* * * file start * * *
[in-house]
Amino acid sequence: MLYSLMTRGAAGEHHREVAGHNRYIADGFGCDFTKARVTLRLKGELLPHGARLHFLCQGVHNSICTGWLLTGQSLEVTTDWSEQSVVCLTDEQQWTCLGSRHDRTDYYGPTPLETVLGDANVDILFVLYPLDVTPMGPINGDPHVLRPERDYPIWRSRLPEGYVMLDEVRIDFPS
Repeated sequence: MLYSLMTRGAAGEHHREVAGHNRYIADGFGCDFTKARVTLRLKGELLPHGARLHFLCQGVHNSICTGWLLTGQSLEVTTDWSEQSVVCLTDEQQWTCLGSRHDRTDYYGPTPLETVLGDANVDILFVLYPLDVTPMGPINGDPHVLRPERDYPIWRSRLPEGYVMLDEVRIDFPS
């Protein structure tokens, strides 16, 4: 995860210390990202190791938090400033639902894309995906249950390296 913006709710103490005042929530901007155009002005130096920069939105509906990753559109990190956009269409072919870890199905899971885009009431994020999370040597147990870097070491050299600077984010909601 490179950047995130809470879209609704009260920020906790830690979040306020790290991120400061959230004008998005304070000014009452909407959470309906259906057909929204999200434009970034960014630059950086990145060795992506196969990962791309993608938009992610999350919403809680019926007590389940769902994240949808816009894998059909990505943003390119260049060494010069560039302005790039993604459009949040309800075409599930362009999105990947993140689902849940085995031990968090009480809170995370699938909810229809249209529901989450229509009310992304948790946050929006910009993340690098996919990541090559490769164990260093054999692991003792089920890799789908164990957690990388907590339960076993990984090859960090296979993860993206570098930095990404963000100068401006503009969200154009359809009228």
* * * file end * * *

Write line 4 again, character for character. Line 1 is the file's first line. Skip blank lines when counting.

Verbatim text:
């Protein structure tokens, strides 16, 4: 995860210390990202190791938090400033639902894309995906249950390296 913006709710103490005042929530901007155009002005130096920069939105509906990753559109990190956009269409072919870890199905899971885009009431994020999370040597147990870097070491050299600077984010909601 490179950047995130809470879209609704009260920020906790830690979040306020790290991120400061959230004008998005304070000014009452909407959470309906259906057909929204999200434009970034960014630059950086990145060795992506196969990962791309993608938009992610999350919403809680019926007590389940769902994240949808816009894998059909990505943003390119260049060494010069560039302005790039993604459009949040309800075409599930362009999105990947993140689902849940085995031990968090009480809170995370699938909810229809249209529901989450229509009310992304948790946050929006910009993340690098996919990541090559490769164990260093054999692991003792089920890799789908164990957690990388907590339960076993990984090859960090296979993860993206570098930095990404963000100068401006503009969200154009359809009228």